“Ah, comm arts? So ano trabaho mo?”
This was always followed by a slight drop of my relatives’ brows as I see genuine interest leave their eyes. Before I graduated, I had to deal with this conversation time and time again. I got the same reaction a countless number of times, and it got exasperating to keep lowkey defending my art degree all the time. Add to this, I had to deal with the stigma that art degrees are effortless or are an easy pass. It got to a point where it was all water off a duck’s back. At least with other people, it was.
What was difficult to put off though was when I started to question myself instead. The Inner Critic is the worst critic of all, they say. I feel like creators can attest to this more than most. Now that I am a content creator for a living, I can’t really say that I’m not a creative. I mean, it is literally my job title. But I still get a nervous pinch in the gut whenever people I know introduce me as a “writer” or a “content creator,” because to be frank, the label still freaks me out. Here’s a few reasons why:
According to society, it isn’t profitable
… and not being profitable is a mortal sin, isn’t it? All my life, high-profit career paths were always hailed as the correct choice. Anything else would be indulgent or stupid. I’ve had people joke to me that if I became a journalist I’d die early and poor. Not only does that tell me that a non-science or math career is deemed impractical, it’s also deeply unappreciated. It made me think long and hard. Would it really be worth it to pursue a Communications degree? Maybe I should just suck it up and become an engineer like my parents, or like what everyone tells me?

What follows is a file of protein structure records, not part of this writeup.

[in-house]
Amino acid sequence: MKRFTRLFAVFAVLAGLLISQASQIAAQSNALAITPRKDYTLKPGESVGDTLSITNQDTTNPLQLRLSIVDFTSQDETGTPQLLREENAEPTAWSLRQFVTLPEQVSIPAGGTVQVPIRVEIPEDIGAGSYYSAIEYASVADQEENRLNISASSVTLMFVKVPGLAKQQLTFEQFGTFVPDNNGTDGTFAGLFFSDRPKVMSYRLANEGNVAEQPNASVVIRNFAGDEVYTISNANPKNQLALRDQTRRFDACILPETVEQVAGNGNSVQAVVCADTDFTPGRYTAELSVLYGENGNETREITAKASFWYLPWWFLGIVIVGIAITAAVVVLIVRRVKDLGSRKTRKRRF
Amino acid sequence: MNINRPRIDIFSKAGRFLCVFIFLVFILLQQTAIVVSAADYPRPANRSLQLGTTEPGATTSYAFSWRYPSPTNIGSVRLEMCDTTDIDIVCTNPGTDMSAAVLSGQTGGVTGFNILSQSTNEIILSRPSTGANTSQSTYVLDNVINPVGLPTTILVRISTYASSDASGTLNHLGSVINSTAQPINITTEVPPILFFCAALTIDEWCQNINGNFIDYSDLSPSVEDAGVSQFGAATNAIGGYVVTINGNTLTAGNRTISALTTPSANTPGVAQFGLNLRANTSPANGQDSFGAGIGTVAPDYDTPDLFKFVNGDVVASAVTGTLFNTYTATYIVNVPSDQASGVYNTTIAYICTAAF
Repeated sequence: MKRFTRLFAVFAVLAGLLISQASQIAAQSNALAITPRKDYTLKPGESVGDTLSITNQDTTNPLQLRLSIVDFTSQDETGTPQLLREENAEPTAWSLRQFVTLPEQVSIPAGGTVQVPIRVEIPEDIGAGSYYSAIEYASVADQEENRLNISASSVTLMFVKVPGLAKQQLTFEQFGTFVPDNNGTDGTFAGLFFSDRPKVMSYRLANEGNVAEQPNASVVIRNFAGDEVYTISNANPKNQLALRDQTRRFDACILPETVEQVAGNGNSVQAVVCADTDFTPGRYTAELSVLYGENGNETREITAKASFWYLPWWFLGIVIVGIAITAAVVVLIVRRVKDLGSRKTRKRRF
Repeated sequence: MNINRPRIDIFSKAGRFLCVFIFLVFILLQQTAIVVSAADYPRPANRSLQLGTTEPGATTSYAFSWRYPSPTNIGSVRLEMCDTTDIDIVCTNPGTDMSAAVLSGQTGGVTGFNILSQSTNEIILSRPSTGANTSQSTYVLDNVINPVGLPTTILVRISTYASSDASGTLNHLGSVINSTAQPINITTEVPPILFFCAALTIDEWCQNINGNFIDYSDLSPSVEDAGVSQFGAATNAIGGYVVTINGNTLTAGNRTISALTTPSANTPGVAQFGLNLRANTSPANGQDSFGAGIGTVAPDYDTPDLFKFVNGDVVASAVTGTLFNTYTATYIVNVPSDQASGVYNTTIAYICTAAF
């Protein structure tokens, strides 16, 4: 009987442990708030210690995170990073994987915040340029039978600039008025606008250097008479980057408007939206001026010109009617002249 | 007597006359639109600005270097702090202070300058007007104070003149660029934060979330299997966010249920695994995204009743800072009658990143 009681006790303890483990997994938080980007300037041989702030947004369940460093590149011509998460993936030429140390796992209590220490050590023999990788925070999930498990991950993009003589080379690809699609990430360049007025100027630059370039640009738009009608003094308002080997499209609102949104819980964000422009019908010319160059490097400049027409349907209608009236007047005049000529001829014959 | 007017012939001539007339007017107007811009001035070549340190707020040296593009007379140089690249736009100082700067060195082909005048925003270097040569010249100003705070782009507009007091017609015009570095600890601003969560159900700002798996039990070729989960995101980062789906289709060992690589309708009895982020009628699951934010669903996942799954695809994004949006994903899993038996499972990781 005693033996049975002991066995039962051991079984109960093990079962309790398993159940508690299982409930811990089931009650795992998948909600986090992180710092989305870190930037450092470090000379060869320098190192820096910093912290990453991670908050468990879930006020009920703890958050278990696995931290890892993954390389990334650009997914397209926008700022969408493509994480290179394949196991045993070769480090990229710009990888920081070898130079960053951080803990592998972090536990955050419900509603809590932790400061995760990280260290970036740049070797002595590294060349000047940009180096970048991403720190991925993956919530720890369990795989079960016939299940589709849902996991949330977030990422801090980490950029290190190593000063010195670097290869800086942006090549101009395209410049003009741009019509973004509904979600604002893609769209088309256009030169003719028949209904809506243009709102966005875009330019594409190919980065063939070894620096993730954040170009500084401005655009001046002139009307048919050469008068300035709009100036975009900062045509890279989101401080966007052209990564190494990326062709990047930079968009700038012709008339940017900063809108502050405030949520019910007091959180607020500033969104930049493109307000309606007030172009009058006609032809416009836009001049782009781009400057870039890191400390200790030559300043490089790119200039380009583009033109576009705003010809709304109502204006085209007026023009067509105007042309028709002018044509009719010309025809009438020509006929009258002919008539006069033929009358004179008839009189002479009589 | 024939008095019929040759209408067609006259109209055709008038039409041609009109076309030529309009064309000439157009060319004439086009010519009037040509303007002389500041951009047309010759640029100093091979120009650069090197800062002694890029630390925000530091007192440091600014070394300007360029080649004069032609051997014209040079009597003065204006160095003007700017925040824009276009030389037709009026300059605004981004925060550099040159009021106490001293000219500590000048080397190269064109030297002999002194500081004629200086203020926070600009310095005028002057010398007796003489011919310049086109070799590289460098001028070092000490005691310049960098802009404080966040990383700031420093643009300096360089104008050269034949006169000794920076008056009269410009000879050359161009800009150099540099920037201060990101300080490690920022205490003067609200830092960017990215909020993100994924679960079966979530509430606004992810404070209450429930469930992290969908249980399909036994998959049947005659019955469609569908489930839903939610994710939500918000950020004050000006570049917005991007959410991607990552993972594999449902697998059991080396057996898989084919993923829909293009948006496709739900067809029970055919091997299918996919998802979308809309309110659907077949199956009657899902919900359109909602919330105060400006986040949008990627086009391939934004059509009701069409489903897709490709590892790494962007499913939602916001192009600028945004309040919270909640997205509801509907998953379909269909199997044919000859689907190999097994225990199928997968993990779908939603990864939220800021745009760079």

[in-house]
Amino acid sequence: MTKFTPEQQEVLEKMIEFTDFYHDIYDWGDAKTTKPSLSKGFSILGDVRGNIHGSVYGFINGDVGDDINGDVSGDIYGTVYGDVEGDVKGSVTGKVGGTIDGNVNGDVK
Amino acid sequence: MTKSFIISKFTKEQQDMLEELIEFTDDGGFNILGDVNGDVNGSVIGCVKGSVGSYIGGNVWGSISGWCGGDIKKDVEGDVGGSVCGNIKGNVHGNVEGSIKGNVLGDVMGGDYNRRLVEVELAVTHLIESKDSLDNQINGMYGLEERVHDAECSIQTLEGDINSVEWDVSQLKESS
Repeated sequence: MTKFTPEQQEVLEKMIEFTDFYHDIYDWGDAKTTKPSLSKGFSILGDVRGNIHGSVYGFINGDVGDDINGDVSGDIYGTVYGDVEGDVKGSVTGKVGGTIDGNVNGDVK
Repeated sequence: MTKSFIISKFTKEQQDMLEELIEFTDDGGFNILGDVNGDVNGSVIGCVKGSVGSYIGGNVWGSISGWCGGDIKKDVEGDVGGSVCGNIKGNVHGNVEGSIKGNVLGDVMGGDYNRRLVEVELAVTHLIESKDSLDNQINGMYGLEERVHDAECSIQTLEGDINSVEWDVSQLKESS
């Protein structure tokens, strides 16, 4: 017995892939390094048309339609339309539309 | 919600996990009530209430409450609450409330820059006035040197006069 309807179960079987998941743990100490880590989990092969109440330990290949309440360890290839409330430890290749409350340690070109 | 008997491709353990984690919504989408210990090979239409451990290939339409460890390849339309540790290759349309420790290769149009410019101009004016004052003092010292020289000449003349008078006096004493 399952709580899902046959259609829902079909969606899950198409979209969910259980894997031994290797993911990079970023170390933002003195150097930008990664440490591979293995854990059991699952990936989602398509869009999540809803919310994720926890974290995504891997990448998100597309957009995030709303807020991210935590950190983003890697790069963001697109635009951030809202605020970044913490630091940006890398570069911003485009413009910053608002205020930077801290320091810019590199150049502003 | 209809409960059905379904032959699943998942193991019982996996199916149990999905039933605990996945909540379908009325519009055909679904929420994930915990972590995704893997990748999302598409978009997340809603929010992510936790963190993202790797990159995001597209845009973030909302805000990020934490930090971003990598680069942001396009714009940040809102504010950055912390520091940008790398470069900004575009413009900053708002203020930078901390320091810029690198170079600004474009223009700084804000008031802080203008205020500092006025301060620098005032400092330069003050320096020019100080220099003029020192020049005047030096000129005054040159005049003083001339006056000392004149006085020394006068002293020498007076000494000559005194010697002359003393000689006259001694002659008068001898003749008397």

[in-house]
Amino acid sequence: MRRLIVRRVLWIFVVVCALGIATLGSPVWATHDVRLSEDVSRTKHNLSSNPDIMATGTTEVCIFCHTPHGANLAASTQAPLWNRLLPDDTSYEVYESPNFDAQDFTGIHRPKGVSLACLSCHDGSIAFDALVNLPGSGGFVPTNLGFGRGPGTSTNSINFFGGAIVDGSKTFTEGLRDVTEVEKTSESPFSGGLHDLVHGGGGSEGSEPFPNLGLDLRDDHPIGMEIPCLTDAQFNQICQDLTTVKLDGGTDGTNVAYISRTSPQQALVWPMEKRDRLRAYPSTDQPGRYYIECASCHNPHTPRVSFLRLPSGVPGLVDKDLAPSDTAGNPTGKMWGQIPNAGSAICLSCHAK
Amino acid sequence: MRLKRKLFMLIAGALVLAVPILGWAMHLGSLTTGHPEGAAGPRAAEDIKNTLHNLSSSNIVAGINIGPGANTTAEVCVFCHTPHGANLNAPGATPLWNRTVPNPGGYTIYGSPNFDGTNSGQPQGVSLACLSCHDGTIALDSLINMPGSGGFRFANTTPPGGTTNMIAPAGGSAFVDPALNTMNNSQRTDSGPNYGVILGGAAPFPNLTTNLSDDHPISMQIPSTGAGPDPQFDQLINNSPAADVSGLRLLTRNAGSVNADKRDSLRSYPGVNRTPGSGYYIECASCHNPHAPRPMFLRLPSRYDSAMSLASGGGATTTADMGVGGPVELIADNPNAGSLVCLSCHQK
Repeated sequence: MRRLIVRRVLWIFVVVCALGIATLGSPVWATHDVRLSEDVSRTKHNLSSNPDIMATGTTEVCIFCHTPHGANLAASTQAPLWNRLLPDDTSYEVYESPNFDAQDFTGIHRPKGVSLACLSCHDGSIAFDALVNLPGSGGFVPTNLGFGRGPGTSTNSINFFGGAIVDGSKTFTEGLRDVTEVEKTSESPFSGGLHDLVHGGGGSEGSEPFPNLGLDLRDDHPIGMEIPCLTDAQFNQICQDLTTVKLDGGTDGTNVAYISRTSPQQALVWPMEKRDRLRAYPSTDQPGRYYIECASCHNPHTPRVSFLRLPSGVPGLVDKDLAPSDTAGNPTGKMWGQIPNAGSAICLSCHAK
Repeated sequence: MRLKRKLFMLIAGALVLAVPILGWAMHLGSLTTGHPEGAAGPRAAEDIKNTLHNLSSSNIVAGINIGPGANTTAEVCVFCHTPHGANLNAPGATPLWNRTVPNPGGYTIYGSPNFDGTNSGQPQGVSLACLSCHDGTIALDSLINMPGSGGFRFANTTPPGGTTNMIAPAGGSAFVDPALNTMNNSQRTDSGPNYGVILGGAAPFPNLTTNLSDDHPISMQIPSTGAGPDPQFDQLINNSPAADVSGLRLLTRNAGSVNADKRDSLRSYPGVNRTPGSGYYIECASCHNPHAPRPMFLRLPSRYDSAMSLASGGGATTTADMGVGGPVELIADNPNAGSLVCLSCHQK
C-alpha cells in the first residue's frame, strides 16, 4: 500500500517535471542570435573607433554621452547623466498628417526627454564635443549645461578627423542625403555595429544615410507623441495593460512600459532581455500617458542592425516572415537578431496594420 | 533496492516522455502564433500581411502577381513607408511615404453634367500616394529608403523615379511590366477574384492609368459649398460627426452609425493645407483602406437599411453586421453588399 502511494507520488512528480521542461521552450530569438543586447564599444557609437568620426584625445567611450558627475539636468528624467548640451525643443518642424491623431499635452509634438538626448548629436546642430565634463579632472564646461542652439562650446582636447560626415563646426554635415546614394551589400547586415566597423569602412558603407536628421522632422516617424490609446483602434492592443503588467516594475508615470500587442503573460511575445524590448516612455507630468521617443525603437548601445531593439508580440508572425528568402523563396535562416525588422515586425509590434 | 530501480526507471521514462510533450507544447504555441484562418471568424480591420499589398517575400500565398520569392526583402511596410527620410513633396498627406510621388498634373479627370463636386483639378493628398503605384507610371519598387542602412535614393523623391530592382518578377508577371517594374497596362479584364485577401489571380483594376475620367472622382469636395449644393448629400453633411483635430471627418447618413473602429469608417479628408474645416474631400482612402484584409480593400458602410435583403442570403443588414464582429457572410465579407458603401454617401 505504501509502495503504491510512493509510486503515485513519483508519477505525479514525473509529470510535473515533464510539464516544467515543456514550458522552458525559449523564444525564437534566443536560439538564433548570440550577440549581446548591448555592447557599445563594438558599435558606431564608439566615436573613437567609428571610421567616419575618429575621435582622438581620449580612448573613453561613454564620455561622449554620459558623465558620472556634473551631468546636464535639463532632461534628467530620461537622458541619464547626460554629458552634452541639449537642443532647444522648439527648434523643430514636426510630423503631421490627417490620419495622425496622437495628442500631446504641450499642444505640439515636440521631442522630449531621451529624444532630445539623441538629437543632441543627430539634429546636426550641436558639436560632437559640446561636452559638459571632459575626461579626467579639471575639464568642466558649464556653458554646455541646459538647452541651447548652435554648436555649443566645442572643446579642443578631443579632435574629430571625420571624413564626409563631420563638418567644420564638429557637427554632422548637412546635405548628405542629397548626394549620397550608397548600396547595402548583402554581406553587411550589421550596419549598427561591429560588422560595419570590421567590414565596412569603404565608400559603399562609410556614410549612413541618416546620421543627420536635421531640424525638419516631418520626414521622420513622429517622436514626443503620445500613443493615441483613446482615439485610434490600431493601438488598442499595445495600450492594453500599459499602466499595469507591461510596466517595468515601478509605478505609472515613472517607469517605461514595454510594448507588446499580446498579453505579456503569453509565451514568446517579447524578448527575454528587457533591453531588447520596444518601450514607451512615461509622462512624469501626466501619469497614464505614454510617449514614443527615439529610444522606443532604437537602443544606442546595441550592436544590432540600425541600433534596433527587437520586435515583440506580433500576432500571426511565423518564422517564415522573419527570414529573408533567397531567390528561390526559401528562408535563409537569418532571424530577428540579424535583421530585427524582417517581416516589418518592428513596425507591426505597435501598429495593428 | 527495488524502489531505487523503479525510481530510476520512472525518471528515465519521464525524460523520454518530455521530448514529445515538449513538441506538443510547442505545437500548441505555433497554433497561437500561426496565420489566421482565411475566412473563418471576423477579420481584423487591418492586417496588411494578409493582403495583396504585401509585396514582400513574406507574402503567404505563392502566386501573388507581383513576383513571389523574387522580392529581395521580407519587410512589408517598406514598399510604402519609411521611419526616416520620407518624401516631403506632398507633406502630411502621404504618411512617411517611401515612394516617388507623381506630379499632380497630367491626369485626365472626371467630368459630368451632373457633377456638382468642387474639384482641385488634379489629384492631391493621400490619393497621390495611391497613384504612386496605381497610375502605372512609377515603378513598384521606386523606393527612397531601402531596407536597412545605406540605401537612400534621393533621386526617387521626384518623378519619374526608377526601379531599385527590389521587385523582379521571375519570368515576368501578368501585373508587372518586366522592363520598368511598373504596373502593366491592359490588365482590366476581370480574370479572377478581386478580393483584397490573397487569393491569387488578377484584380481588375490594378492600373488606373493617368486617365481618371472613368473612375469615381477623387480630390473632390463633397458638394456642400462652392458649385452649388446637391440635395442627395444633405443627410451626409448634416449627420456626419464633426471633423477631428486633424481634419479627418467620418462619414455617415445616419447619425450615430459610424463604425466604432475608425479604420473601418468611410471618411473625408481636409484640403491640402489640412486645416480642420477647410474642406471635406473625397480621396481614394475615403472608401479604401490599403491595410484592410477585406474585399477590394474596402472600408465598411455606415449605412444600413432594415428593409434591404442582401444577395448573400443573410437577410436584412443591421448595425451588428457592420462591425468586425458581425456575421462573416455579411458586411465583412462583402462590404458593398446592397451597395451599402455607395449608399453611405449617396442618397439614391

I’ve had people joke to me that if I became a journalist I’d die early and poor. Not only does that tell me that a non-science or math career is deemed impractical, it’s also deeply unappreciated.
The “science/math professions are the only good jobs” narrative has been drilled into our heads for so long already that I now have an almost inherent fear of being a creative. It’s a fear that goes hand in hand with having something to prove, like my craft being worth taking a chance on, or being able to pay my rent and bills by myself while also being able to afford “adult food,” a.k.a. anything that has fresh vegetables and isn’t cooked with boiling water alone.
The creative anxiety that comes with the territory is not fun
Creative anxiety is the bane of an artist’s existence. It’s all the negative noise that goes on in your already cluttered mind when you’re, say, 16 drafts deep into a longform piece you’re writing and you think to yourself, “Does this even matter? I suck.” (This may or may not be a personal experience.)
I felt like if I label myself as a writer, I have to create amazing, one-of-a-kind work that will change the world one piece at a time. If it’s anything short of sensational, then what’s the point of it?
I had first experienced creative anxiety when I was in college, surrounded by Palanca award-winning professors and topnotch essayist classmates. I felt constantly pressed about each and every paper I wrote. I felt like if I label myself as a writer, I have to create amazing, one-of-a-kind work that will change the world one piece at a time. If it’s anything short of sensational, then what’s the point of it? This resulted in me avoiding writing classes as much as I can, even though I loved the lectures and discourse. I just felt like I couldn’t live up to the label of specializing in writing.